Here we are heading down the path to Winter’s Solstice which will happen on December 21st. In my view all the holiday celebrations center around the age old reality that this is the dark time, the time that the sun shines on us the shortest and we have the darkness to enfold us.
For many of us this is a time we dread. If you live in the north, you have the very real reality of how it gets dark very early and stays dark so much later in the morning. You might look at this as problem, a time where you get depressed and tired all the time. It might be a time that you actually hate, wishing and wanting it to go away; to have the light days of summer come around again, NOW!
I am here to present you with a re-framing of that attitude. What if this time of year is an opportunity to pull in and rest? What if this time of year is an opportunity to relax and reflect on the all the projects you worked on over the year? What if this season is a chance for you to have the down time you need for balancing the very active lifestyle you live the rest of the year? What if this time of dark is a natural opportunity for practicing the slowing down that is preferred for yourself as a spiritual seeker looking for that quiet voice that softly tells you what living a congruent authentic life really is like?
All these ‘what if’s’ fly in the face of our cultural belief that in order to be a successful and a better person we must ‘do, do, do’. Coming from a cyclically seasonal perspective, this doing has its place but it is not the whole of a balanced perspective of managing the world. The natural time of ‘doing’ activity is when the light is growing and that takes place in the spring to summer; with its climax on the Summer Solstice around June 21st. This is the natural time of activity where the seeds we have planted (literally or figuratively) are in full growth. Summer is the instinctive time when what goals we have set up in the spring have reached their full illumination or potential.
Our preferring the ‘doing’ definition of success results in a strong resistance to the slowing down this time of year naturally suggests. We respond anywhere from hating this time of year to jumping into the flurry of activities our holiday celebrations present to us; madly shopping or pushing ourselves to party hearty. Even if you like the party aspect of this time of year, be aware of how pushed you might feel to reach out when you might authentically feel the desire to curl up on the couch with a cozy blanket, a good book, soft music in the background and candles lit all around.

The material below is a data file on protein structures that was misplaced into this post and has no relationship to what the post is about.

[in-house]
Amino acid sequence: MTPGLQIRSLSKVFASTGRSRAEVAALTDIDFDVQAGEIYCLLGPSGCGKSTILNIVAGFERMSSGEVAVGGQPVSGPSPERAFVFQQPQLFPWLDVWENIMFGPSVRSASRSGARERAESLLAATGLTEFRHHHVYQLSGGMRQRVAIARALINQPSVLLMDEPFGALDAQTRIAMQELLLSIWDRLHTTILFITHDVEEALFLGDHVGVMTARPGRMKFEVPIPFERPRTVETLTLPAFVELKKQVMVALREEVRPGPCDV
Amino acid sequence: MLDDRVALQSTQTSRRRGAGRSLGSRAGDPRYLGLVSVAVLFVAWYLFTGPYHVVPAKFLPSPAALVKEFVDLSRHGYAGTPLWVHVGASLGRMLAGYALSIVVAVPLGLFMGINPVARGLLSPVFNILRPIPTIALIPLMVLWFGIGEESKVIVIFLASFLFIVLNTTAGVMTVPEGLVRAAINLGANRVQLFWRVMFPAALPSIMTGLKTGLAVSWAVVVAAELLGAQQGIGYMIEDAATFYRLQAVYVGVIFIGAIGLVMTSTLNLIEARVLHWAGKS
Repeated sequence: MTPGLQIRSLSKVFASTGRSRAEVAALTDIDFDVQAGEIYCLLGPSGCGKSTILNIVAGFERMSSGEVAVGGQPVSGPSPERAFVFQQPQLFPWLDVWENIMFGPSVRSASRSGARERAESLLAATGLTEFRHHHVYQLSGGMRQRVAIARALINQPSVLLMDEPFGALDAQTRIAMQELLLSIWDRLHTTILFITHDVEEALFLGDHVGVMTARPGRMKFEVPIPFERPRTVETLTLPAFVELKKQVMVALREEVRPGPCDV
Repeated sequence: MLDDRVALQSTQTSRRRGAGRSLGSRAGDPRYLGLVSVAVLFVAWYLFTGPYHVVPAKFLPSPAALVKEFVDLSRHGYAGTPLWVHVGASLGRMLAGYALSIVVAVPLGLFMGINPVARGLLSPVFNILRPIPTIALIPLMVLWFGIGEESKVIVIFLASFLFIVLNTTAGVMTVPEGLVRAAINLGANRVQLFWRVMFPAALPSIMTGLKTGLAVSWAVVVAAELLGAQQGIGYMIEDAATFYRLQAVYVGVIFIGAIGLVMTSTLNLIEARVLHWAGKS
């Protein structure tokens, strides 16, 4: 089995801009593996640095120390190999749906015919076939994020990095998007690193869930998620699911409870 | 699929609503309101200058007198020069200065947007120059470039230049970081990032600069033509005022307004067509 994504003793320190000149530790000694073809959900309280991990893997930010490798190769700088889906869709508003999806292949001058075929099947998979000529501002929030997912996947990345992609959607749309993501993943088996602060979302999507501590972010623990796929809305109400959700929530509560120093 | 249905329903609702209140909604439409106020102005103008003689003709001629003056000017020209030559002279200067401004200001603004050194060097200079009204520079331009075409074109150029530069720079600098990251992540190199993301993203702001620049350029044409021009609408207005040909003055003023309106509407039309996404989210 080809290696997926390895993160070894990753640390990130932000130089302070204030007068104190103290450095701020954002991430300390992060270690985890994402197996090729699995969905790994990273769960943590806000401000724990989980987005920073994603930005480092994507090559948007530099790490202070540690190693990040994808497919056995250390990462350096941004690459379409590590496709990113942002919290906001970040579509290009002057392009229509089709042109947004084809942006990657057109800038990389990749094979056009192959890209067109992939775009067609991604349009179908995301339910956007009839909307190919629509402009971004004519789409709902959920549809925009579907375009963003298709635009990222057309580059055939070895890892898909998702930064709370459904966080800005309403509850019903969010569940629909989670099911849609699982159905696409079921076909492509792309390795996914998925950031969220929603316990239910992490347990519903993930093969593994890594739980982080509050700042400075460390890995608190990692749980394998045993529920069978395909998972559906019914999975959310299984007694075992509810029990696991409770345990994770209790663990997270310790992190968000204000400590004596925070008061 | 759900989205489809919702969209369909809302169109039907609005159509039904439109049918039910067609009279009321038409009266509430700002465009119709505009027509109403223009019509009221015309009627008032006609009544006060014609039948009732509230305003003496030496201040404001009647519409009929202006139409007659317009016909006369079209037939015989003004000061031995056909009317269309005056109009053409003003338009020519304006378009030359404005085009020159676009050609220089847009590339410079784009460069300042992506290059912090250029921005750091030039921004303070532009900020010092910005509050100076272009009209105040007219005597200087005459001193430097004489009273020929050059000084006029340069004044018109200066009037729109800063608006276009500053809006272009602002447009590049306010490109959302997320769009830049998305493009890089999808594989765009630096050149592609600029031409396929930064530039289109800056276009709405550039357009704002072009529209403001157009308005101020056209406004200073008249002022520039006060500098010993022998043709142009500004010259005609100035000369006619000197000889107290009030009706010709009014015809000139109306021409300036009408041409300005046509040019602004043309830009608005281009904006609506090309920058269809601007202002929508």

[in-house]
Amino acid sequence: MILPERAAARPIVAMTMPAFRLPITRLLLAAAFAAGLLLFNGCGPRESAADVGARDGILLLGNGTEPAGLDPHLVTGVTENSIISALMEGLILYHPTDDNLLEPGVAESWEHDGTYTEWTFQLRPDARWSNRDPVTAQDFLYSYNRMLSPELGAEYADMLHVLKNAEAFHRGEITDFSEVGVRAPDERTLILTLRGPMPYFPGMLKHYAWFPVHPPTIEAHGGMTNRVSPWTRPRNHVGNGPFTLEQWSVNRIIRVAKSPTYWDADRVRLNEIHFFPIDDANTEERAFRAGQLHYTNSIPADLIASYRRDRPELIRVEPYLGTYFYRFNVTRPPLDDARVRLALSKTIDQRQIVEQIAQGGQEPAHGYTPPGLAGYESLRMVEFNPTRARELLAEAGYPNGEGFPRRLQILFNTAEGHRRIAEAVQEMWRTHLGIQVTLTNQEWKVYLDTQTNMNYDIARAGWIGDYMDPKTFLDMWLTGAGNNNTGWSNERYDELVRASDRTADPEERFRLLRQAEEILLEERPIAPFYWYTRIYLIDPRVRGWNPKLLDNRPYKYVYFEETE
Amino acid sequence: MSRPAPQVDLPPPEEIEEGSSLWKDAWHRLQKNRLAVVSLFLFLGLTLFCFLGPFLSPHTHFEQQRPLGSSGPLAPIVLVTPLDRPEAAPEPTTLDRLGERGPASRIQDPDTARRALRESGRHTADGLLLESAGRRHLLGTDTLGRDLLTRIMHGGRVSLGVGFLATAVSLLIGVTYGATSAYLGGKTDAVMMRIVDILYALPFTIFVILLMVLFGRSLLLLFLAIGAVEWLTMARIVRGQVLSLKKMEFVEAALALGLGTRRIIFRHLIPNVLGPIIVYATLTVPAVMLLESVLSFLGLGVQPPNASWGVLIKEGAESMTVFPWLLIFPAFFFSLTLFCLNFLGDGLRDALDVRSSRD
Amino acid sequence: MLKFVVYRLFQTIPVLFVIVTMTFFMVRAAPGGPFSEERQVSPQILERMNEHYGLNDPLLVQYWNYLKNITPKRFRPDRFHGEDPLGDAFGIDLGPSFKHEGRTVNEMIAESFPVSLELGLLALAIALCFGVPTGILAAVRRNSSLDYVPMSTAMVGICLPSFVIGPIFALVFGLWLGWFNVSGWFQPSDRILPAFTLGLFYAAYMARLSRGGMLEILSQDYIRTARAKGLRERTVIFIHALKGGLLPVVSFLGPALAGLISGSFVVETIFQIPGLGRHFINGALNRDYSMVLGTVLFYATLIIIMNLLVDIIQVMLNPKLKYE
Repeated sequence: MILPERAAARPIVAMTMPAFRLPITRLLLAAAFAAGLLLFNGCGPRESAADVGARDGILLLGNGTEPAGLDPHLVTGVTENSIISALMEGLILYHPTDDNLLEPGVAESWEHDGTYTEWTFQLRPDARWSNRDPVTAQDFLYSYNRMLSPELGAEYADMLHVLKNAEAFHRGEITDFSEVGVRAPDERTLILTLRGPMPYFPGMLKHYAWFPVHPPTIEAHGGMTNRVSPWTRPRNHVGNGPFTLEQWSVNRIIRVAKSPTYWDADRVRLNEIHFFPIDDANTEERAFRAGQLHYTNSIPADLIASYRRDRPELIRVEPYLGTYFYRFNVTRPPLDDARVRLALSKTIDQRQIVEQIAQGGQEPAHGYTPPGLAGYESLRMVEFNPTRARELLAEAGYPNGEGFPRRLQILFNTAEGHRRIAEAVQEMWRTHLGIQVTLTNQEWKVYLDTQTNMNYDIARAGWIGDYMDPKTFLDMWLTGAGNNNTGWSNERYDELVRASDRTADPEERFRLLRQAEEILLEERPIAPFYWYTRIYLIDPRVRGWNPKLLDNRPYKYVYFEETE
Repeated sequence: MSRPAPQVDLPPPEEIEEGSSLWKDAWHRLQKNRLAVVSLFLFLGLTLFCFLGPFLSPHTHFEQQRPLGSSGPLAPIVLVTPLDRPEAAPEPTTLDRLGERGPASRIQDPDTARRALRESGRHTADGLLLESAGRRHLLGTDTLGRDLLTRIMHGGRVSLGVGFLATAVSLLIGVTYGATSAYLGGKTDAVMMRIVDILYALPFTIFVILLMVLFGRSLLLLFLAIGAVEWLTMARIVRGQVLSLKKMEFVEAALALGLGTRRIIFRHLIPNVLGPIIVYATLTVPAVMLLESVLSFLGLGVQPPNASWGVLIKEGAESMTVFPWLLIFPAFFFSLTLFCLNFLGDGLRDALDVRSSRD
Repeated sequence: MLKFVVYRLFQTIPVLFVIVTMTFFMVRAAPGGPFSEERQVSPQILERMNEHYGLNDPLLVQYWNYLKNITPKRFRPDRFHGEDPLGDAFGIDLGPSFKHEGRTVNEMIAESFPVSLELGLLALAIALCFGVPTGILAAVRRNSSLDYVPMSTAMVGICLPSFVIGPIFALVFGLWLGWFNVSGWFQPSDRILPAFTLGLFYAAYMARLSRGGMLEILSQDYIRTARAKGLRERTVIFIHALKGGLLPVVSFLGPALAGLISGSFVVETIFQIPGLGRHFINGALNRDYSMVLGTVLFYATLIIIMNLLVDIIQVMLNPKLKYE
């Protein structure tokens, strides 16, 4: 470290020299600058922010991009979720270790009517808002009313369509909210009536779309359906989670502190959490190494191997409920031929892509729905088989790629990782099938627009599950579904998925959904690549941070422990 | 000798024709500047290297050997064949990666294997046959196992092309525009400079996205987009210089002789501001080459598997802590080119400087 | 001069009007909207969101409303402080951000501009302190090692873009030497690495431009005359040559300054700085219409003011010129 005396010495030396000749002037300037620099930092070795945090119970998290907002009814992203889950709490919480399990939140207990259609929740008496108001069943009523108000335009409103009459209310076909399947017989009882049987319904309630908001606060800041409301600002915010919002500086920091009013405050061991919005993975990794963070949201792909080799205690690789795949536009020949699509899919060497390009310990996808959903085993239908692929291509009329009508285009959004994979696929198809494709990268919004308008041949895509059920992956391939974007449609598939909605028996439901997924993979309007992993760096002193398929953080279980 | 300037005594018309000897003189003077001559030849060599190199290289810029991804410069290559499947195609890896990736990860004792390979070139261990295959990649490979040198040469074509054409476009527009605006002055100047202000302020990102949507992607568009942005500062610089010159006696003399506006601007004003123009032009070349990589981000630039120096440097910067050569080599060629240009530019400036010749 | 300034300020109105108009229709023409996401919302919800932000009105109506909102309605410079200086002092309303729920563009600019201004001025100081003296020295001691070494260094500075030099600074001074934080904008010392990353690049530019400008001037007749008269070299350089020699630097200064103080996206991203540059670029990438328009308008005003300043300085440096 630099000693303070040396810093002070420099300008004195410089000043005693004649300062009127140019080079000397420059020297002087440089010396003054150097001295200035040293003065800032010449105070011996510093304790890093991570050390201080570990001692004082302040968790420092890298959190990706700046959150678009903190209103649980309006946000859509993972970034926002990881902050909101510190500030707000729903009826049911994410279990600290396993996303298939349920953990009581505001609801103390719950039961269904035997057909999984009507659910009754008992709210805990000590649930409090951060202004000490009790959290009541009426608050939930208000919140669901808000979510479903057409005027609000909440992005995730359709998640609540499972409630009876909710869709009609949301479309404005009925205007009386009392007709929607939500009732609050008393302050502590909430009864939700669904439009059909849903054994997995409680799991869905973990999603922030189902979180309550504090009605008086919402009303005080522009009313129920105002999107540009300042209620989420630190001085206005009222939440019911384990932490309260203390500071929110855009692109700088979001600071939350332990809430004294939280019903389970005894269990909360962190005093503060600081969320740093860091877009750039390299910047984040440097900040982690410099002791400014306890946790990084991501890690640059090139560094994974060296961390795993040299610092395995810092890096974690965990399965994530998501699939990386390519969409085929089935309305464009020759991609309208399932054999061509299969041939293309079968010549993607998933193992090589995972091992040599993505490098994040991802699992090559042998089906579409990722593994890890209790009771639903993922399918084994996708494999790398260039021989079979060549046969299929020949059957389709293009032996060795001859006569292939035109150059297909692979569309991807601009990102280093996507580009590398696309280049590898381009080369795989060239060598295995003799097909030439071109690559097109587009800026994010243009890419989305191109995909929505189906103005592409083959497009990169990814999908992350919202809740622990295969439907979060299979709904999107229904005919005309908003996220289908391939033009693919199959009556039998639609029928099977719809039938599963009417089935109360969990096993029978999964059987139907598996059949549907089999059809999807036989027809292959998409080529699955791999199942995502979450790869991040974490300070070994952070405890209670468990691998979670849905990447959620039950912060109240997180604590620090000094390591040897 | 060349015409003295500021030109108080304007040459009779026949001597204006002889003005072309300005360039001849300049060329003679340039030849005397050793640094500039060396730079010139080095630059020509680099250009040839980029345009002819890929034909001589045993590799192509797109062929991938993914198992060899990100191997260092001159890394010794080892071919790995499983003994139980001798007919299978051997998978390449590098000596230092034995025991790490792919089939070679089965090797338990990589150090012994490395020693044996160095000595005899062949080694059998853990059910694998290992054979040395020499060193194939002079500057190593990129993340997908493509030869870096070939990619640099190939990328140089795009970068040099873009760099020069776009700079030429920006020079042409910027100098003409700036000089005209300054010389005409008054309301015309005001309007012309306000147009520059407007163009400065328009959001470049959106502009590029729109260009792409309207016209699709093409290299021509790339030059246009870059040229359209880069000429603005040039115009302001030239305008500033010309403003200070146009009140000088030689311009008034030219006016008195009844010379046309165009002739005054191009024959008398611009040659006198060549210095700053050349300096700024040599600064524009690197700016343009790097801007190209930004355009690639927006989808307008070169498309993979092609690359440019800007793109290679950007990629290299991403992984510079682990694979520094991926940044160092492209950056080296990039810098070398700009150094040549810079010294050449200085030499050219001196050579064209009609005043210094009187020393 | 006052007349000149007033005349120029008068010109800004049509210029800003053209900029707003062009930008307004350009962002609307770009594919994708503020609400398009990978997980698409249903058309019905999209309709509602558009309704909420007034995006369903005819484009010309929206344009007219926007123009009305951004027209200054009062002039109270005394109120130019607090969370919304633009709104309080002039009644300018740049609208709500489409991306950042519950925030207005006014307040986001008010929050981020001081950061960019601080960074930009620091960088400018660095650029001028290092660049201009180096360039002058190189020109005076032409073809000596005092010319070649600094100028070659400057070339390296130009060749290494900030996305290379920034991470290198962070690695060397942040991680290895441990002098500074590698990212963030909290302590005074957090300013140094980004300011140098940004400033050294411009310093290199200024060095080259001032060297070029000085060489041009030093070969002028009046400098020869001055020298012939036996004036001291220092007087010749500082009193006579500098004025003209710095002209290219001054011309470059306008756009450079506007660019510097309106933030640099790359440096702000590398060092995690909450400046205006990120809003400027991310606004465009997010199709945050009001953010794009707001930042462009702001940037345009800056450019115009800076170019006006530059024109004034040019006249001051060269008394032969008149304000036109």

Winter with its onset being the Winter Solstice around December 21st, is the natural time for allowing the space we need to let go of what is left over from fall’s harvest to make space for the new that will happen again in the spring. When we allow the balance of this ‘being’ time to be an integral part of our lives it can be an effortless relaxation into the comfort that the dark has the potential to represent. It provides the opportunity to be quiet, to actually sleep in, to play with those creative projects that have been waiting in the wings for us to get our hands on, to get to know the sweet part of us that is our divine aspect or…..to slow down and smell the Christmas tree; (I am a die-hard fresh tree fan!) I notice that, coming from a more conservative perspective, these opportunistic suggestions are still very ‘doing’ in nature. But for those of us who are fully engaged with the active success perspective, inviting these more reflective activities to be a part of this time of year for us is a boon in the honor of accessing that quiet voice that is the soul’s.
I am reminded that this is the time of year to fully embrace the concept that we are not human ‘doings’. Rather, we are human beings. With our 24/7 electric lights and our prevalent cultural preference for being active all the time, we forget this truth. This time of year can provide a chance for us to try on the ‘being’ concept in a natural way, using the reality of nature to support us in cultivating a balanced attitude of managing our daily energy.
I am also mindful that I am writing from the environment of the Pacific Northwest where this phenomenon of the winter dark is fully manifested. If you live in an area where you are closer to the equator (the Southwest for example), you don’t experience this time of the dark in its full glory. If you fully embrace the ‘love of the active light’ perspective, this essay may not be as germane to you as it is to those of us who are living in the north. On the other hand, if you live in the south, ’embracing the dark’ could be more challenging as you don’t have as much of nature’s literal support. Know that you have the cycle of ‘light to dark to light’ inherently in you as a possibility to experience also.
I invite all of you to play with this concept of embracing this time of year in all its quiet glory. I would love to hear from you as to what your experiences are!